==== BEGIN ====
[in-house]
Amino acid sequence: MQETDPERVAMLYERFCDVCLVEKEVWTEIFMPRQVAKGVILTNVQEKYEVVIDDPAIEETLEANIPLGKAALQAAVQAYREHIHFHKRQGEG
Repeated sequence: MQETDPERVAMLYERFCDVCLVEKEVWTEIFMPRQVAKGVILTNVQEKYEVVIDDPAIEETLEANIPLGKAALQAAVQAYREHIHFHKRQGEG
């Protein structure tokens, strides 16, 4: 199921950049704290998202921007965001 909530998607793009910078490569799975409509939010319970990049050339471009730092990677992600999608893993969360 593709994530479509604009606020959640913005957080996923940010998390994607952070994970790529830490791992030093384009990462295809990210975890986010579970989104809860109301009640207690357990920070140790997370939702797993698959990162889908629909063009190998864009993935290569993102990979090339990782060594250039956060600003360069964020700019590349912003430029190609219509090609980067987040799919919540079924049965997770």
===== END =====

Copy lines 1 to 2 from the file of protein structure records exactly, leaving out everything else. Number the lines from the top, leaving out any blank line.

[in-house]
Amino acid sequence: MQETDPERVAMLYERFCDVCLVEKEVWTEIFMPRQVAKGVILTNVQEKYEVVIDDPAIEETLEANIPLGKAALQAAVQAYREHIHFHKRQGEG